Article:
Feel free to contact me: you can e-mail me at omarmiranda@earthlink.net; or you can keep up with me on Facebook; or you can read more of my stuff on Miranda Writes, at www.insightmagazine.org; or you can check me out or send me a message at my Web site, thriveatlife.org; or you can reach me via snail mail (slow!) at the address printed below.

In Christ,
Omar Miranda, certified Christian counselor
Abundant Life Ministries
155 Earl Street
Plainville, GA 30733
Phone: 1-770-354-2912

    ¹Unless otherwise indicated, Scripture quotations in this article are from the Contemporary English Version. Copyright © American Bible Society 1991, 1995. Used by permission.
    ²Texts credited to NIV are from the Holy Bible, New International Version. Copyright © 1973, 1978, 1984, 2011 by Biblica, Inc. Used by permission. All rights reserved worldwide.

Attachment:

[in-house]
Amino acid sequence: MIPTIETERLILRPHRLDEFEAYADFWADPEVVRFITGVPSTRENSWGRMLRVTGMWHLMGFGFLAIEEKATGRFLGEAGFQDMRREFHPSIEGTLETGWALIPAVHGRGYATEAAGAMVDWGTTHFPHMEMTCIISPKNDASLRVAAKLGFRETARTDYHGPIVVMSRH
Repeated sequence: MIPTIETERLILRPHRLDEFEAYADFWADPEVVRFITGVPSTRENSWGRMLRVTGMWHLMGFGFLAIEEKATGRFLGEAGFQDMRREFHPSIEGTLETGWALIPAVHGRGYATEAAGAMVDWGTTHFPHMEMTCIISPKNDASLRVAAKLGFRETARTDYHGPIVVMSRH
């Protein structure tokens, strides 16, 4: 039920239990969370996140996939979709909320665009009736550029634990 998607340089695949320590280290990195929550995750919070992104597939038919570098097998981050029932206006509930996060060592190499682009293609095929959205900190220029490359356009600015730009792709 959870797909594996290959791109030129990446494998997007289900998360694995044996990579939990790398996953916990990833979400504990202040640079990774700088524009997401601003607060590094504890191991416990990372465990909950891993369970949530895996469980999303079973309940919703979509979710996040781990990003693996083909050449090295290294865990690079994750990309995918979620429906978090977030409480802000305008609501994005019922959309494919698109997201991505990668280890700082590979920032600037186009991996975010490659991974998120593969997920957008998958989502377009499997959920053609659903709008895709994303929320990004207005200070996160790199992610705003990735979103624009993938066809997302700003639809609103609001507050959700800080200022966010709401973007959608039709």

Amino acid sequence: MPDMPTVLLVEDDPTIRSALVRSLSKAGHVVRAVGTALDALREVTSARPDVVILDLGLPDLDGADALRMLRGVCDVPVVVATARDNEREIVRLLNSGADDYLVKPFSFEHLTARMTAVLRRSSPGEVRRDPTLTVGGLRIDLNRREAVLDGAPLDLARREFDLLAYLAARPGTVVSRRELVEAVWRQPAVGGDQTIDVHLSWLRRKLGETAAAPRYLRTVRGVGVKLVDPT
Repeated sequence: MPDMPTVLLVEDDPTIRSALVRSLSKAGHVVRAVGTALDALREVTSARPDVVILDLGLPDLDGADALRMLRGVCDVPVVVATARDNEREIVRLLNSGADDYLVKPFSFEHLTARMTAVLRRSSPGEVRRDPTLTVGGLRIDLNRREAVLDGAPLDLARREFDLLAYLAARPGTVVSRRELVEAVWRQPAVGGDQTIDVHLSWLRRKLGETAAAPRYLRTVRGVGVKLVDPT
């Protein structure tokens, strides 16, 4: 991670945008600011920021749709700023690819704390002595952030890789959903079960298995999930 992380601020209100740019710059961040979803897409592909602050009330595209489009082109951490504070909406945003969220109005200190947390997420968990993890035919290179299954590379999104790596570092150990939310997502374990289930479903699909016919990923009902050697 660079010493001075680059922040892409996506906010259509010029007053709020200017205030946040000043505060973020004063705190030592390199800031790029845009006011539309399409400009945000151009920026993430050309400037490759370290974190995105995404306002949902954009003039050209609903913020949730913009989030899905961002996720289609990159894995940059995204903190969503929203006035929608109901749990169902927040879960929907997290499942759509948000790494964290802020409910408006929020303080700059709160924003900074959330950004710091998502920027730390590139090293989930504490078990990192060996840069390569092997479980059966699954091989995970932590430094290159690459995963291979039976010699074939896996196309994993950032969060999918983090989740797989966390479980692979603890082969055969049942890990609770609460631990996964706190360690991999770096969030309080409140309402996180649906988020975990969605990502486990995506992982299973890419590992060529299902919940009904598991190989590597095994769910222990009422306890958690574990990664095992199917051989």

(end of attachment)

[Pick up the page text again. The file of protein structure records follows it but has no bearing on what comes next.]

Omar Miranda is a Christian counselor with 20 years’ experience working with youth in public and private middle and high schools. He’s married and has two kids. He enjoys teaching the youth at his church, reading, writing, gardening, and camping. He’s a recovering knucklehead who spent a lot of time in the past doing stupid stuff away from God. He’s been back with God for years now and is eager to share what he’s learned from his experiences by answering any questions you may have about life, the Christian life, Jesus, spiritual matters, and relationships in his column, Miranda Writes.